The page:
There’s a hotshot for a male lead: rich, handsome, the epitome of a chaebol heir. There’s a quirky female lead: middle-class, average-looking, but clever, and honest to a fault. There are accidental kisses. Pretend relationships. At least a couple of makeover scenes. A firework display over Han River, right when the leads realise they’re in love. One episode into the K-drama series Business Proposal, cliches and tropes are already laid on thick — but the remarkable thing is, barely anyone is complaining.
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Business Proposal: the K-drama we never knew we needed
Based on the webtoon of the same name, Business Proposal dons a digestible script rehashed for an international audience — and it just works; the Netflix rom-com has been hitting global charts since its release. Starring Ahn Hyo-seop as Kang Tae-mu and Kim Se-jeong as Shin Ha-ri, the series’ superpower lies in its believable characters living in an unbelievable world.
A fairy tale that tackles real emotions
Let’s face it: Rich and handsome CEOs typically don’t fall for commoners. But commoners don’t typically go on blind dates in place of their rich and beautiful best friends, either. Right in the pilot episode, Business Proposal establishes its premise: It pays homage to the quintessential fairy tale, shoving fantastical scenarios whenever possible; it gives us something to daydream about when we have the time for guilty pleasures.
Basically, that’s what it is: a guilty pleasure.
For all its intents and purposes, Business Proposal is a K-drama that allows us to turn our minds off for an hour or two each week, after we’re done stressing about work and other adult things. And the escape is addicting — because, somehow, the series grounds us on speckles of truth.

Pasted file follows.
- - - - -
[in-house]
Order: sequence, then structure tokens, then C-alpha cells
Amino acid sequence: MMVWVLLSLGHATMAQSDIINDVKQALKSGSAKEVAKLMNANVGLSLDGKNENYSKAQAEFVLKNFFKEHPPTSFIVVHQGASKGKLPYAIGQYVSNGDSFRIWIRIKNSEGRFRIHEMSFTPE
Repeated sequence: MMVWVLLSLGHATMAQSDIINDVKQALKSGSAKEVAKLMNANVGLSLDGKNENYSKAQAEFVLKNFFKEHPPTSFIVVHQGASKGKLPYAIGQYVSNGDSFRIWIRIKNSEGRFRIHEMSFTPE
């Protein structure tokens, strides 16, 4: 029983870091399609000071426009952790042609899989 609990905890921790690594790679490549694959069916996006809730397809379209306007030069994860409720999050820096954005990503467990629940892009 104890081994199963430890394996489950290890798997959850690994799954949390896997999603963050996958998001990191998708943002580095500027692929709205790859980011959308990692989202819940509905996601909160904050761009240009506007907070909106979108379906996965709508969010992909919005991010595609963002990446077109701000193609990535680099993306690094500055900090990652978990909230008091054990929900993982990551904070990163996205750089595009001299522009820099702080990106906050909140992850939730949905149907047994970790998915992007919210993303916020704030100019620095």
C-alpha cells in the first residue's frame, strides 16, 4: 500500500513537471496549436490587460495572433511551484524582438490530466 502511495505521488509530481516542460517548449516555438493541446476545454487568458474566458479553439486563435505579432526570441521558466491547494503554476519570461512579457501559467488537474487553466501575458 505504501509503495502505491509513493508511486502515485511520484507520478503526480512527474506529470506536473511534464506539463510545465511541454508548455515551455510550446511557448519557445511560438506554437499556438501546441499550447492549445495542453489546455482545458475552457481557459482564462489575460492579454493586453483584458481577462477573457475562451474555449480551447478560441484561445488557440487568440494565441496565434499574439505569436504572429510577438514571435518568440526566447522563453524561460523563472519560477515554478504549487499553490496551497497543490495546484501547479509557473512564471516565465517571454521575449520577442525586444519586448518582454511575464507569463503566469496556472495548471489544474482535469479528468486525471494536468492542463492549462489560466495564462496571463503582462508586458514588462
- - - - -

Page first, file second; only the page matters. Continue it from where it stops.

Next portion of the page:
Self-aware, straightforward, and super sassy
Business Proposal never shies away from cheesy lines and illogical scenes (remember when Tae-mu played River Flows in You out of nowhere?), but beneath the silliness, the K-drama knows what it’s doing. It pulls out cliches, makes fun of them, and then hits us with something unexpected. For instance, the seemingly strict grandpa, who forces Tae-mu into blind dates with other chaebol heirs, apparently enjoys schmaltzy K-dramas as much as we do.
You can call Business Proposal corny, and most fans might agree. The K-drama keeps us hooked because it’s predictable — we know we’re in for a happy ending, but we’re enjoying the ride, anyway. But at the same time, Business Proposal also adds a refreshing twist to the regular script. Shorter than most K-drama shows, the 12-episode series cuts out the fluff, treating us to an unambiguous plot with straightforward characters (read: “I’ve developed feelings for Shin Ha-ri. I must tell her immediately!”).
A cool grandpa, a hot secretary, and an ARMY colleague — what more can we ask for?
Endearing main roles aside, Business Proposal also treats us with sympathetic minor characters who exclaim the most relatable lines like, “Everyone is in a relationship except me! Damn this world.”
We have strong women who, while extremely competitive, encourage each other when life gets rough (“You got this! Fighting, girl!”). We have the protagonists’ friends and relatives who, while trying to make practical decisions, strive to be supportive of love. We have coworkers dating, both ends acknowledging the consequences of it (including workplace gossip and invalidation of professional achievements), but fighting for what they know is worth it (“If love is a crime, then I’m a criminal.”). Talk about multi-dimensional characters!
Masked under a grown-up version of Cinderella, Business Proposal manages to tackle modern-day issues, portraying and validating human emotions. The K-drama steers clear of vilifying characters (except those with glaring red flags — we’re looking at you, Min Woo and Yoo Ra), even telling us through Chairman Kang that “rich people are people, too. Why do they only ever scream and yell? They’re always portrayed as the bad guys.”
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Indeed, Business Proposal has done its job to rid us of bad vibes, reminding us of what butterflies in the stomach feel like. But by the time you’re reading this, the series has already ended. Thankfully, whenever we miss Tae-mu and Ha-ri, we can crawl back to our beds, remotes in hand, and watch the whole series all over again.
So, who’s ready for another round of cheese and cringe?
All images credited to Netflix.